State Sen. Dawn Buckingham wins bid to manage the Alamo, disaster relief funds and more as Texas’ next land commissioner
The land commissioner manages public land, enforces mineral rights leases, controls the Texas Permanent School Fund, distributes natural disaster relief funding and is responsible for the Alamo.
Uvalde schools get $442,000 from John Cornyn’s federal gun safety law
The gun safety law allocates $100 million for a Department of Justice grant program for school districts to invest in safety programs and technology. Twenty-eight Texas school districts were awarded grants through the program, totaling almost $8 million.
Dawn Buckingham and Jay Kleberg vie for open land commissioner seat overseeing the Alamo and disaster relief funds
The land commissioner manages the Texas General Land Office, which manages the Alamo, administers natural disaster relief funding and helps fund public education. The seat is open after incumbent George P. Bush lost his primary bid for attorney general.
Uvalde school district suspends its entire police department, and superintendent announces retirement plans
All of the department’s activities were suspended for an unspecified period of time, and two employees were placed on administrative leave after it was revealed this week that one of the first state troopers to respond to the deadly school shooting in May was later hired as a district police officer.
Texas Supreme Court weighs whether to allow state’s education agency to oust Houston school board
Among other issues, the court will consider whether a law that updated the education code last year has any bearing on TEA Commissioner Mike Morath’s attempt to replace HISD’s board members over low academic scores.
Uvalde protestors hold vigil, demand that school district suspend officers
Brett Cross launched the protest Sept. 27, joined by other Uvalde families who say the school district hasn’t held five of its officers accountable for their part in law enforcement’s delayed action during the May 24 shooting.
“I’m scared that it might happen again”: Uvalde parents send their kids back to school
The Uvalde school district delayed this year’s start so it could continue improving security. But three months after the state’s deadliest school shooting, only one of eight campuses had an unscalable fence fully installed. Other security measures remain unfinished.
High-poverty schools struggle to earn Texas’ highest rating. Some in the Rio Grande Valley break that trend.
The Texas Education Agency has dismissed the notion that the accountability ratings are a poverty rating. As evidence, they point to districts like those in the Rio Grande Valley, which have achieved high marks while serving a high number of economically disadvantaged students.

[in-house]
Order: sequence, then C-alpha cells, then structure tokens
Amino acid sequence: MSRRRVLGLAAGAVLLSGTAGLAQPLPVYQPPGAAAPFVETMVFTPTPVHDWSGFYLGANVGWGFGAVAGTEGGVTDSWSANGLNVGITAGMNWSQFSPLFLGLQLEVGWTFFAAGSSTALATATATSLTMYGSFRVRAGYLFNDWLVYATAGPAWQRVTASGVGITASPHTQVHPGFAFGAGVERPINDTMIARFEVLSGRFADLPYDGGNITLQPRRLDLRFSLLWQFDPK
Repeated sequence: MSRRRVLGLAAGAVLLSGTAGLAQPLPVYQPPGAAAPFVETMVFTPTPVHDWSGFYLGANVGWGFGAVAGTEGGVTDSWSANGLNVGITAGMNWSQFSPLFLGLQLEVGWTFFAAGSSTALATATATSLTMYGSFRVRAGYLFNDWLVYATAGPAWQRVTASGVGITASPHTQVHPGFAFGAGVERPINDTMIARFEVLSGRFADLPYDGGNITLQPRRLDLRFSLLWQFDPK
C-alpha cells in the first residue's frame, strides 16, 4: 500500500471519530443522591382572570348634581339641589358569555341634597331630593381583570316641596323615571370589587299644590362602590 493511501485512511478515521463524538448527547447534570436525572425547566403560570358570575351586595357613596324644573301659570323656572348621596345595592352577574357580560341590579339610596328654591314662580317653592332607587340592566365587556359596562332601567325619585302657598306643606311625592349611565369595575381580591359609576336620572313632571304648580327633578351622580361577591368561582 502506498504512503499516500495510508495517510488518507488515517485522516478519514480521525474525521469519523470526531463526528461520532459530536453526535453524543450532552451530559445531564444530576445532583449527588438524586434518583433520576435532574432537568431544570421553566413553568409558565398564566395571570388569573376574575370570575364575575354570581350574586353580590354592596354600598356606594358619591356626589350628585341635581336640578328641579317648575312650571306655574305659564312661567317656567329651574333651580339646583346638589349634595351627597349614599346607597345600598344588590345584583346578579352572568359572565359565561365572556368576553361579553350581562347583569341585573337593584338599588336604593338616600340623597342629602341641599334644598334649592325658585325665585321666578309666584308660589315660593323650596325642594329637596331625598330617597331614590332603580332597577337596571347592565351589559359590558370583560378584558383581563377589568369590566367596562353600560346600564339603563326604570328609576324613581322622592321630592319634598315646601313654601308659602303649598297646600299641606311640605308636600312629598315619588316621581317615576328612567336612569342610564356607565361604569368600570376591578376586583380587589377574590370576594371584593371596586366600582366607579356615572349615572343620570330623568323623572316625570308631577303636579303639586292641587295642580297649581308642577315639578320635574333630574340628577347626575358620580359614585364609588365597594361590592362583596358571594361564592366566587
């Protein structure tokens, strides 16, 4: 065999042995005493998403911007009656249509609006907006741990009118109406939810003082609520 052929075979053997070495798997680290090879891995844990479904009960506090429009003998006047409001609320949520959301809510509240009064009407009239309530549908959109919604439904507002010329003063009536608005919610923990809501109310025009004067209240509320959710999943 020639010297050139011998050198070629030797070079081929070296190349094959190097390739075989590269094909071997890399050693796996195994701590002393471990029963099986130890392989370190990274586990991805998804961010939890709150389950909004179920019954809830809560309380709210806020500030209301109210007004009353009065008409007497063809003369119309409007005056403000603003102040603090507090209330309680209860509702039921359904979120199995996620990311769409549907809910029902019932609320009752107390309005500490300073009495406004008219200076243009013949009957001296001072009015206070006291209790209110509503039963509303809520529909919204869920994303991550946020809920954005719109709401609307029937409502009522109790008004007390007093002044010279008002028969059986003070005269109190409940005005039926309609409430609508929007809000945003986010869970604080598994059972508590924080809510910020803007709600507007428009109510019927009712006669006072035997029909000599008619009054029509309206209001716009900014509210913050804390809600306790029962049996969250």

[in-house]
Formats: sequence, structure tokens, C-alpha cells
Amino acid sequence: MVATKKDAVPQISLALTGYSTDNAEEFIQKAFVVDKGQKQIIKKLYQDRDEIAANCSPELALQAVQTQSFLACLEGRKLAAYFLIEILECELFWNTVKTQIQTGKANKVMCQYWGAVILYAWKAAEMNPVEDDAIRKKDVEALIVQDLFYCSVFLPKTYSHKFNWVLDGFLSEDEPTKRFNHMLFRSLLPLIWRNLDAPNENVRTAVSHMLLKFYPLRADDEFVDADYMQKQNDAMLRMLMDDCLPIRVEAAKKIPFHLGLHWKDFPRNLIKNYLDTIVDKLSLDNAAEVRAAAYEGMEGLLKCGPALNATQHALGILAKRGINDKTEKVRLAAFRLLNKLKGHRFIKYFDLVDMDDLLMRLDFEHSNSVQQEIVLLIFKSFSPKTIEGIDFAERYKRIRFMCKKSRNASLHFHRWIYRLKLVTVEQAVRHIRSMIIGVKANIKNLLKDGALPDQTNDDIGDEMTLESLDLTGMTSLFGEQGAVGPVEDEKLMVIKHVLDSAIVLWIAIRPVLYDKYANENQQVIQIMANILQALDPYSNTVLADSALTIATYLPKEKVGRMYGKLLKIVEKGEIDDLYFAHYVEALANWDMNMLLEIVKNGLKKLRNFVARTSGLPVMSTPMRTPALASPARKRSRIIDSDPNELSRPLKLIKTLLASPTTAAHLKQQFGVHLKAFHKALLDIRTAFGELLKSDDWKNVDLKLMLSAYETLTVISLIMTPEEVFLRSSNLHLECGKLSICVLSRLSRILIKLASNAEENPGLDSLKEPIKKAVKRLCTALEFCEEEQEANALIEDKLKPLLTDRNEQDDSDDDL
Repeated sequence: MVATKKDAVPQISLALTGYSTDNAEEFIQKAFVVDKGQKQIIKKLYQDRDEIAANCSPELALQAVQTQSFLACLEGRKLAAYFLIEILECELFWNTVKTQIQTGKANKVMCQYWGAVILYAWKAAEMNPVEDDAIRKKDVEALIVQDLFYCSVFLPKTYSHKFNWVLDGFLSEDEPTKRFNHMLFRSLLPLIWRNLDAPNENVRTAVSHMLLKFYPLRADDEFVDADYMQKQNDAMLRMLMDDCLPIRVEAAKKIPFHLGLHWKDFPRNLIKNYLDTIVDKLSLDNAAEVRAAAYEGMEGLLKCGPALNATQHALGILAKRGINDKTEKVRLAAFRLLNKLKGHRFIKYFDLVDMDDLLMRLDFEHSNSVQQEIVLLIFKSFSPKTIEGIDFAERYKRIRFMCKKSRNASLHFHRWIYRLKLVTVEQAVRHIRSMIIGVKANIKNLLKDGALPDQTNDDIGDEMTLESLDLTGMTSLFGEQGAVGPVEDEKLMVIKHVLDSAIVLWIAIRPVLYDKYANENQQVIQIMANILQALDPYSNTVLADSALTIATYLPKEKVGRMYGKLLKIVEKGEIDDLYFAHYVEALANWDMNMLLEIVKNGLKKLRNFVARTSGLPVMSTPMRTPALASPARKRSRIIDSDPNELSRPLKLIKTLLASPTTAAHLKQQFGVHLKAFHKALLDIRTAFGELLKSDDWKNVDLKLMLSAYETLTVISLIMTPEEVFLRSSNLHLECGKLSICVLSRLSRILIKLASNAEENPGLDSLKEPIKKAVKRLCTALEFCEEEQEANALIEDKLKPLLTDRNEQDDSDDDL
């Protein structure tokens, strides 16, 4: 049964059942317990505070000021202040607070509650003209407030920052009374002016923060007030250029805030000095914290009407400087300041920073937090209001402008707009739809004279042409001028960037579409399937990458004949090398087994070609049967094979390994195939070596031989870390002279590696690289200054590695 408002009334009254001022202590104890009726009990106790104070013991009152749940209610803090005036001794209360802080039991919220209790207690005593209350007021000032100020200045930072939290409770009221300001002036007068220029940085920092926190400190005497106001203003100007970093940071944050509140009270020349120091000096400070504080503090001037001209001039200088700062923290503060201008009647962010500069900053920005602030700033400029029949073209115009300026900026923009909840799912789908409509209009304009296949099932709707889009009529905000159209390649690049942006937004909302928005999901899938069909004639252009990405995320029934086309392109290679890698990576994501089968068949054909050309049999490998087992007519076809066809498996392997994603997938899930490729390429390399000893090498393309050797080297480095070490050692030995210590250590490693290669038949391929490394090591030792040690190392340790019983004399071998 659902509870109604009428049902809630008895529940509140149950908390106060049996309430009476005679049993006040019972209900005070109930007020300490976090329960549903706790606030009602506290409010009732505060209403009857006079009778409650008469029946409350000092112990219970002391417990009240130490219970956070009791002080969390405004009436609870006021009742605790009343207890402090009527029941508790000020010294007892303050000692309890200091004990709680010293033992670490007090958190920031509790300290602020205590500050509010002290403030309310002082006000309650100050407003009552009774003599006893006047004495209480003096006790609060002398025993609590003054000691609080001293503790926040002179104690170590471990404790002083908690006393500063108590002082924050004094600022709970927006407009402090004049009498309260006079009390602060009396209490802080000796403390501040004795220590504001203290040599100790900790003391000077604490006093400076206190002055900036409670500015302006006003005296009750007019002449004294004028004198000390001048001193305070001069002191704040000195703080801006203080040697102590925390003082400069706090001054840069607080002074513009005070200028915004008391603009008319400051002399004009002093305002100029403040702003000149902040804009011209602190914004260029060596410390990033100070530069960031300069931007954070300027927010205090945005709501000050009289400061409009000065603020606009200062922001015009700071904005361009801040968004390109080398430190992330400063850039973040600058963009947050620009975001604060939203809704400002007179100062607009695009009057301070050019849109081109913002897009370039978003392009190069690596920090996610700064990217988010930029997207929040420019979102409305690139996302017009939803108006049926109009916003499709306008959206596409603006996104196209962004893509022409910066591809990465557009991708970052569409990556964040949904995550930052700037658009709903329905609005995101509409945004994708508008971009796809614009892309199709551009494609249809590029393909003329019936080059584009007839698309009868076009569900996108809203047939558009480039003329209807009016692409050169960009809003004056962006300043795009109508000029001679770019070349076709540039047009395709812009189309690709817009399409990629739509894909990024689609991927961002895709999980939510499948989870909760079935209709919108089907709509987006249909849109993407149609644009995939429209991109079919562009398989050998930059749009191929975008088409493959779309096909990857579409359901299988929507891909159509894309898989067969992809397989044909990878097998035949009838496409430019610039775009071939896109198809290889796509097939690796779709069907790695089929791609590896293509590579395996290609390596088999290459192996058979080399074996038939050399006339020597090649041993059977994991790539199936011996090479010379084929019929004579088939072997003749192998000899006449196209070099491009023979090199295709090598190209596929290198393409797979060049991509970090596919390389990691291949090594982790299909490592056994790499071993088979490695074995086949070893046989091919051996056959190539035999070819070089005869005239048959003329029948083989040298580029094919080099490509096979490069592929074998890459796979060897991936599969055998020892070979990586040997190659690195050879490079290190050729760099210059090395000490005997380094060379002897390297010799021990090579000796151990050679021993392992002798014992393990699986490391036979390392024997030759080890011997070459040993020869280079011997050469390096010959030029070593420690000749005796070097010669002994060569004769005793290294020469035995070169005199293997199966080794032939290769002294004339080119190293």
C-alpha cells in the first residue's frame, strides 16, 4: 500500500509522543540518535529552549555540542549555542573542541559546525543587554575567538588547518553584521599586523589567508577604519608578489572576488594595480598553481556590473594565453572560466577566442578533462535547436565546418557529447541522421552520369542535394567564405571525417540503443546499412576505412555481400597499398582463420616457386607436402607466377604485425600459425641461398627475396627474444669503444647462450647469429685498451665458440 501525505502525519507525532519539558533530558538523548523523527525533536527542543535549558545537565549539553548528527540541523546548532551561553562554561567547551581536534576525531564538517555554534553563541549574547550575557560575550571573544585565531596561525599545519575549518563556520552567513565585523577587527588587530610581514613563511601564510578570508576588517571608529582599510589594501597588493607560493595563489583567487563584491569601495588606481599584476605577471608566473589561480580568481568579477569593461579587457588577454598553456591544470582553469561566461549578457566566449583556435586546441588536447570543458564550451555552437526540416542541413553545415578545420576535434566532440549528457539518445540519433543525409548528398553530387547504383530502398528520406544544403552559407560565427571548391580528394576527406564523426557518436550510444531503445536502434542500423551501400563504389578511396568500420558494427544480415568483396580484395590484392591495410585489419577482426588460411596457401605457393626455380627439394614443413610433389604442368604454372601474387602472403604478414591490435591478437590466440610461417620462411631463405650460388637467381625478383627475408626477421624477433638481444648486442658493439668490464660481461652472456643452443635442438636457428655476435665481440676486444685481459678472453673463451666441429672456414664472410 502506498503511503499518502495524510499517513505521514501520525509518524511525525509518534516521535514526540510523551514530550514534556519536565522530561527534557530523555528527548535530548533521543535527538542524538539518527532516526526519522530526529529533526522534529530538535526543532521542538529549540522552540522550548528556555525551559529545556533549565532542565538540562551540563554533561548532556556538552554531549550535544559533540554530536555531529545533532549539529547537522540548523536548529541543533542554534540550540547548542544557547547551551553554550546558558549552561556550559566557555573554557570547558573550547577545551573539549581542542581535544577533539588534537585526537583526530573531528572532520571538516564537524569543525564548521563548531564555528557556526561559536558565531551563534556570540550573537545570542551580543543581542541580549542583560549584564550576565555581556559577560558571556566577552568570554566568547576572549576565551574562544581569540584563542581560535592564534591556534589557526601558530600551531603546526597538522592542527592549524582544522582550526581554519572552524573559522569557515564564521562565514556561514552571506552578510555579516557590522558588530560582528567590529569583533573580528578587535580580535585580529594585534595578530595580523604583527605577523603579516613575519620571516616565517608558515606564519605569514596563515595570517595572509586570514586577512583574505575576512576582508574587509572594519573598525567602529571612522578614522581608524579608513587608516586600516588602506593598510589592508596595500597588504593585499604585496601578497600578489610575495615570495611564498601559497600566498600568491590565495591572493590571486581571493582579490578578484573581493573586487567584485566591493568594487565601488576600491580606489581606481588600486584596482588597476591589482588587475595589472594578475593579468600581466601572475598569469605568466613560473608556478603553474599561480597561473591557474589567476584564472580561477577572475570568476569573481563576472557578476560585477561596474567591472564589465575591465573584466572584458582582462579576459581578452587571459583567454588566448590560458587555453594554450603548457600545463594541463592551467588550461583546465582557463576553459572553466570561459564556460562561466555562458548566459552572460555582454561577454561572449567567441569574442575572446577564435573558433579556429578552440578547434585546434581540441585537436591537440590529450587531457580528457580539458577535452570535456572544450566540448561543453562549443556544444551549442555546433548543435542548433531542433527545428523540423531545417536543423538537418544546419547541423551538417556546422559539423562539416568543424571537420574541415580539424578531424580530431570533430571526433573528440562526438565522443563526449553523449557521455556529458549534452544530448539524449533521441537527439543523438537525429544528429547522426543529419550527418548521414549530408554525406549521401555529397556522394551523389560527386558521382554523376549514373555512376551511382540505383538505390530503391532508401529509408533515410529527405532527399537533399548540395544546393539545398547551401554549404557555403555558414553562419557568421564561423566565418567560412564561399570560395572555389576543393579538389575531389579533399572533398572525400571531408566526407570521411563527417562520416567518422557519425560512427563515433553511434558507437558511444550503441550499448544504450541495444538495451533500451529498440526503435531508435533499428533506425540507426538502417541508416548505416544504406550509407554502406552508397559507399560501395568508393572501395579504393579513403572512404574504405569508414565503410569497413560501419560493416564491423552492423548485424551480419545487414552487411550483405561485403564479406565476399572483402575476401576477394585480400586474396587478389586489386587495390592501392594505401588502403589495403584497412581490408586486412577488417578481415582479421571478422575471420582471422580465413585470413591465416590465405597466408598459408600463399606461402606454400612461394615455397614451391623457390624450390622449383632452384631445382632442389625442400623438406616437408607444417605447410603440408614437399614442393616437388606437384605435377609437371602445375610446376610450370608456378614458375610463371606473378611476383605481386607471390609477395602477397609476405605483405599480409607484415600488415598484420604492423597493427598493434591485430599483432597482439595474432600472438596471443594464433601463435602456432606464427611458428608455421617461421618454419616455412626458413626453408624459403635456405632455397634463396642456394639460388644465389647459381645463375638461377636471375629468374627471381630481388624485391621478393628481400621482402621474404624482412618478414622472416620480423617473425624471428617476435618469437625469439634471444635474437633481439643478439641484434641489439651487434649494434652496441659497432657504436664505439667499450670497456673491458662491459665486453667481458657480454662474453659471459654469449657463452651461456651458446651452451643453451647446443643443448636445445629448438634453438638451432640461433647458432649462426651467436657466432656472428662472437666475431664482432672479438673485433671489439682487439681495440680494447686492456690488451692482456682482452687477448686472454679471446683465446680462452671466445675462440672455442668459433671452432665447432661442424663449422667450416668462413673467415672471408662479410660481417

A conservative school district and Texas lawmaker try to outmaneuver efforts to subvert “In God We Trust” law
After protesters solicited donations to distribute posters to schools across the state in Arabic, state Sen. Bryan Hughes sent a letter to the Texas Education Agency clarifying his legislation requiring schools to display signs with the national motto.
Texas education board moves to delay updates to social studies curriculum after conservative pushback
Opponents of the recommended changes, including Republican legislators, complained that they downplayed Texan and American exceptionalism and didn't present opposing views on the gay rights movement.
Families of the Uvalde shooting victims denounce Gov. Greg Abbott’s inaction on gun reform
The governor has made a vocal enemy in the families of Robb Elementary shooting victims. They are demanding a special legislative session to reach a compromise on the minimum age to purchase semi-automatic rifles.
Uvalde school board fires Chief Pete Arredondo over shooting response, after he calls vote a “public lynching”
Uvalde school officials have faced mounting pressure to fire Arredondo, who received much of the blame for the delay in confronting the shooter during the May 24 massacre at Robb Elementary.
Uvalde school district and a litany of law enforcement agencies could face $27 billion class-action lawsuit over shooting
A lawyer for shooting victims is seeking compensation for victims and families, citing the Texas House committee’s investigative report that found “systemic failures” in response to the tragedy.